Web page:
Amateur cartoonist and writer, actual architect, coffee lover, and professional et ceteratist. May contain offbeat cartoons, short stories, fan art, and/or platypuses. I'm also on Twitter and Instagram as aarondoodles, and Tumblr at http://aarondoodles.tumblr.com/.
Been a while since I posted a short story. This was inspired when my brother sent me
this story about a real-life treasure hunter. He buried a pile of treasure that he collected after a lifetime of globetrotting in search of rare artifacts. Think about that. Real buried treasure, complete with clues hidden in the cryptic lines of a poem. Now that kind of adventure is something that we need more of in this world. These two guys thought so too. Some day this may turn into a larger project, but for now, enjoy!
“Lost & Found”
Aaron M. Smith – 4 March 2013
“And you’re sure about
this Conner?” Cody asked as he buckled his seatbelt.
“Dude, yes. Yes, for the
hundredth time, yes, I’m sure this is legitimate. I read about it on Huffington
Post. They wouldn’t put it on there if it wasn’t true.” Conner passed his
brother the manila folder as he slid behind the driver’s seat of his pickup
truck. “There’s a printout of the story in there. Read it again.” The engine
turned over with a rumble.
“’California Man Burys
His Legacy, Invites Treasure Hunters To Find It’,” Cody read from the top page
of the dossier as his brother pulled the truck onto the street. “’Yes, I’m
serious, says seventy-eight year old actor, amateur anthropologist and treasure
hunter Malcolm Gregory Steelgrave,’ Okay, first of all, that can’t be this
guy’s real name. It’s too perfect.”
“He’s an actor, it’s
probably not his real name,” Conner said. “Keep reading.”
“’After a lifetime of
philanthropy and adventure, Steelgrave says that it’s time for him to pass his
legacy on to the next generation. “I’ve buried six lockboxes, each with a
different cache from my journeys around the world throughout the American west,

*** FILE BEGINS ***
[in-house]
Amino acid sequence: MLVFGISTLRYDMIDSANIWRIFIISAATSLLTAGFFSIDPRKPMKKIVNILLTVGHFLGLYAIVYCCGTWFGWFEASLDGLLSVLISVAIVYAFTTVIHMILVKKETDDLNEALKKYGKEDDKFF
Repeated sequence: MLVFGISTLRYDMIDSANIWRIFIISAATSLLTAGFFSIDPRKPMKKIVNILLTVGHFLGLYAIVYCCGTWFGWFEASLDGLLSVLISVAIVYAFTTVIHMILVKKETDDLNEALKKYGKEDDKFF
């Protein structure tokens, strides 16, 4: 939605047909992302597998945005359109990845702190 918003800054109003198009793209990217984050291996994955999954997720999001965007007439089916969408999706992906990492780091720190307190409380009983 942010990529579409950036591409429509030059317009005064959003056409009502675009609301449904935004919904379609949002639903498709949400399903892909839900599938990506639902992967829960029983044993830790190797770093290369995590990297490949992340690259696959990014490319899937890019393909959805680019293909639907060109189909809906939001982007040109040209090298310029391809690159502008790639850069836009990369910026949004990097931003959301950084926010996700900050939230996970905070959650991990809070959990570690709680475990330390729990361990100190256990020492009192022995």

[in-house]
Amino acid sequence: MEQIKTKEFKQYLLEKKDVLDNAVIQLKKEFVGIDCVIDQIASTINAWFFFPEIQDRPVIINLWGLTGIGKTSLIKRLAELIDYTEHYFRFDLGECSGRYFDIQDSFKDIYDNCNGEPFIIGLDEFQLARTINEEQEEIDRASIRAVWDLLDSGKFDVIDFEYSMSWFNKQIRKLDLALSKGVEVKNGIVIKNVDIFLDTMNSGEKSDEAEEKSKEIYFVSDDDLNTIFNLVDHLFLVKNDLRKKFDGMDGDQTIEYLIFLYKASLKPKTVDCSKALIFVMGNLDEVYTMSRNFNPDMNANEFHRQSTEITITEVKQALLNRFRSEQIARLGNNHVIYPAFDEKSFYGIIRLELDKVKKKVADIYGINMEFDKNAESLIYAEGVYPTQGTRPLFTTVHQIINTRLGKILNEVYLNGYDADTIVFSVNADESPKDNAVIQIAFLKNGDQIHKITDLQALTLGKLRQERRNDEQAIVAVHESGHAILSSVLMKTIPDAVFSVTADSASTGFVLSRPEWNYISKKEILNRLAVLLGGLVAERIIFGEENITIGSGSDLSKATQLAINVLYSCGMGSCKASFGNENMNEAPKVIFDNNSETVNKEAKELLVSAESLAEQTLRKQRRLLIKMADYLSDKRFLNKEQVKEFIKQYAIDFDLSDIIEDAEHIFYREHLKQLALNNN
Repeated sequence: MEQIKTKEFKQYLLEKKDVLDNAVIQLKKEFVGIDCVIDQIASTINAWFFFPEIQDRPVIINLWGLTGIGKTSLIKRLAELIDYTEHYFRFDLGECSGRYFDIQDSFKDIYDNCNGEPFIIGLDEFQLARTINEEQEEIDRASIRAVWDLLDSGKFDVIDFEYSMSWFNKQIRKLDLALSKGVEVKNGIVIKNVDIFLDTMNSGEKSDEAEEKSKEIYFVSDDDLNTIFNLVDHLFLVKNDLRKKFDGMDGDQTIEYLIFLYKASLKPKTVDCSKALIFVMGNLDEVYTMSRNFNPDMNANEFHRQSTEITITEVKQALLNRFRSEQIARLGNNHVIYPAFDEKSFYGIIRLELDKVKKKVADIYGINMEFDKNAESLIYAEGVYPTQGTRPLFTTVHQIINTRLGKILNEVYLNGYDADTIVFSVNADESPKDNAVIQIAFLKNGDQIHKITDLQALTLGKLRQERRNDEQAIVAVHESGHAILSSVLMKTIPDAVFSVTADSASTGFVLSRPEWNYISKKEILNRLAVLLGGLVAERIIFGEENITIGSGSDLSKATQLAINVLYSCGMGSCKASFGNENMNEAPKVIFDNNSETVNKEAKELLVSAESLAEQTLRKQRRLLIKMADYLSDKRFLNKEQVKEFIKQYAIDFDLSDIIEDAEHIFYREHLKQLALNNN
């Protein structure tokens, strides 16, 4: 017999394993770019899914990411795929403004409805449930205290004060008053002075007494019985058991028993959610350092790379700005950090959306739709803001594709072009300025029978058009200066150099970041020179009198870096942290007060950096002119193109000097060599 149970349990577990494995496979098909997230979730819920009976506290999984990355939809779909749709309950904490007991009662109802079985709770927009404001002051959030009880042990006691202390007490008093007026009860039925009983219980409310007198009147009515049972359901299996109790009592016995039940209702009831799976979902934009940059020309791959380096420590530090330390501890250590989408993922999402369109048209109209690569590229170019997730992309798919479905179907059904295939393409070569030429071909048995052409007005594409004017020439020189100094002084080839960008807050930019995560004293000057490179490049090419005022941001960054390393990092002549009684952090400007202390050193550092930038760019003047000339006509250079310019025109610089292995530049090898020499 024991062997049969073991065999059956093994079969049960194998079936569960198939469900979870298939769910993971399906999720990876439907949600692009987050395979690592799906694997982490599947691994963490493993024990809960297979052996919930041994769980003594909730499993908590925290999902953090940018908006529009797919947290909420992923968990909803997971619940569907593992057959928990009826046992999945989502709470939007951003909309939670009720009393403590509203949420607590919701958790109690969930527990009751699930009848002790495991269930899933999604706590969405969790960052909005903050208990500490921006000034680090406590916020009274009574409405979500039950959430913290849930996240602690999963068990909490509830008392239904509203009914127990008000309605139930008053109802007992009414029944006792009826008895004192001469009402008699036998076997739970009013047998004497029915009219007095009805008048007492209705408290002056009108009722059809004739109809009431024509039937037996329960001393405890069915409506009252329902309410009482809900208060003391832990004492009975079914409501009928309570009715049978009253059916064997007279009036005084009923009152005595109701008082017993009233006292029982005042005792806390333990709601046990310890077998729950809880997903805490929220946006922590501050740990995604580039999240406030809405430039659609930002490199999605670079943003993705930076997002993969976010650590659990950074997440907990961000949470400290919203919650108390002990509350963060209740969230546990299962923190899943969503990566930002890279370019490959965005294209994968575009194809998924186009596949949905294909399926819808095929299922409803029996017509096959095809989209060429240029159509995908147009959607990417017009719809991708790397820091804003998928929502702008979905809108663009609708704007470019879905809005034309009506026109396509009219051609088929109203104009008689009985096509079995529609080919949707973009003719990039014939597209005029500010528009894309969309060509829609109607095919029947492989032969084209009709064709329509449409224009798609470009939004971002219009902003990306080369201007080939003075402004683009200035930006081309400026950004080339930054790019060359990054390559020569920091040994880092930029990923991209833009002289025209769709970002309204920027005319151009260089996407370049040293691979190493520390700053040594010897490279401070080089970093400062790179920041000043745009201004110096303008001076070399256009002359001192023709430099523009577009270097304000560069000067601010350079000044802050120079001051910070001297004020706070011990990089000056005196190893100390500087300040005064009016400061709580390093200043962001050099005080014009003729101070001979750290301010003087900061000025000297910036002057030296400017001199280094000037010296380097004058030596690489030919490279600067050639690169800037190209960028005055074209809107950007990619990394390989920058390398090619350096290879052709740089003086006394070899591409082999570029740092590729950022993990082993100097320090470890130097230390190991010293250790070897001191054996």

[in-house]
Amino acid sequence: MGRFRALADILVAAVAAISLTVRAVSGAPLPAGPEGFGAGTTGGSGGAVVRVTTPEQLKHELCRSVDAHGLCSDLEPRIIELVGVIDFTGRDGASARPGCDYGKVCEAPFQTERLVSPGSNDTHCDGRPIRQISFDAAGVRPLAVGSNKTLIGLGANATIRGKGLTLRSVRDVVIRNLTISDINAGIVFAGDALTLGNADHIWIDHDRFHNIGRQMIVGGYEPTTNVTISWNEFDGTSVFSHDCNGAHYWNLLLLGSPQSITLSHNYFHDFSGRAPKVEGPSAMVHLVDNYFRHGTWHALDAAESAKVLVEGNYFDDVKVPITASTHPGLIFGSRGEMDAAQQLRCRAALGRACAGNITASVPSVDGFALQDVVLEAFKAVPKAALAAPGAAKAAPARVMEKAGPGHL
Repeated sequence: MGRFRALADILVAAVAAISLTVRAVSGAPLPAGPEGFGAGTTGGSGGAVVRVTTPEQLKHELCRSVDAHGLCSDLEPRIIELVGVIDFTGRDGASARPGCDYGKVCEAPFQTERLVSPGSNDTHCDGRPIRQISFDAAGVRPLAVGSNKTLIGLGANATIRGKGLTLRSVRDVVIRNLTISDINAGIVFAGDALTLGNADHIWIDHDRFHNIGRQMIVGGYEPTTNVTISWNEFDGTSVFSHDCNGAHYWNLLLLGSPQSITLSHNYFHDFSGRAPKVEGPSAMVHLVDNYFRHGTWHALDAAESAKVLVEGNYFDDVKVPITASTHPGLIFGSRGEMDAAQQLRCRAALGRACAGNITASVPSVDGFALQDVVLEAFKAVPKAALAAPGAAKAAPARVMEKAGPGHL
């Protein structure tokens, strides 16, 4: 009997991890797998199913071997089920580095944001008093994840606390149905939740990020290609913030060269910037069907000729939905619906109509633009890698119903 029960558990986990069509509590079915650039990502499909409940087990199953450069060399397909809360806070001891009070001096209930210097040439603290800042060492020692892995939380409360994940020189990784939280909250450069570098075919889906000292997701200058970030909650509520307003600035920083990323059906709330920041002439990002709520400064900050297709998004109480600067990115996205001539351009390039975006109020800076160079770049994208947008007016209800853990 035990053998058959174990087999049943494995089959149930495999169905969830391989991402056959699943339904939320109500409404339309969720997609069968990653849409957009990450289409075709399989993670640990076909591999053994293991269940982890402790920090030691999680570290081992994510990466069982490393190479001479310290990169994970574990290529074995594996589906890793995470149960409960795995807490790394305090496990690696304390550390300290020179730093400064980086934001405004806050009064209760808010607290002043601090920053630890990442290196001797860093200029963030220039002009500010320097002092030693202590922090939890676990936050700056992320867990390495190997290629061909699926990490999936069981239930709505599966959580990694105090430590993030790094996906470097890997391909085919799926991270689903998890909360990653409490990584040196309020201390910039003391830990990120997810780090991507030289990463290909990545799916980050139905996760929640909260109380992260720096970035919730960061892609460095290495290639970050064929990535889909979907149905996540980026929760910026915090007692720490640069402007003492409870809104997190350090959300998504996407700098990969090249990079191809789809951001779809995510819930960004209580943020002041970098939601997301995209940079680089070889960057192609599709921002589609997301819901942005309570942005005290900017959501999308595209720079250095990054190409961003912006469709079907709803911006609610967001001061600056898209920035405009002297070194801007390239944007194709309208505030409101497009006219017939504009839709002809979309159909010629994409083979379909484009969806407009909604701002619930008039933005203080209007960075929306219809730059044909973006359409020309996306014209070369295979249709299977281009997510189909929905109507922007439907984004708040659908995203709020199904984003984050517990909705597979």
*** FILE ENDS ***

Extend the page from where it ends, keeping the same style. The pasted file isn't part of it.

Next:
and I invite anyone with a taste for adventure and fortune to look for them”,
says Steelgrave. “If you can solve my puzzles, then you deserve my treasure”’.”
“You see?” Conner said.
“And this crazy old
weirdo is serious?” Cody said. “He’s not just trying to drum up publicity for
his next movie or sell compasses or something? Because I am not in the mood to play along with an
augmented reality campaign.”
“Would you just shut up?”
Conner said. “If you’re going to do this all week, then just get out of the
truck right now.”
“I can’t get out, we’re
already on US-89.”
“Oh well, looks like
you’ll just have to shut the hell up then.”
“You shut up.”
“You shut up.”
They rode in silence
for a few minutes.
“Read the first clue
again,” Conner said.
“ ‘When the nation was
split, the old man in blue stood to defend. Four miles high, ever facing East,
white hair and green shoes, one of my caches is in his back pocket. Follow the
raven’s shadow’. That makes no damn sense.”
“Oh come on, were you
even reading it?” Cody said. “He’s
talking about Humphrey’s peak!”
Conner re-read the
clue, then looked out the windshield. In the distance he could see the
snow-topped Humphrey’s peak, the highest point in Arizona. He let the clue roll
around in his brain for a moment longer.
“Andrew Humphrey was a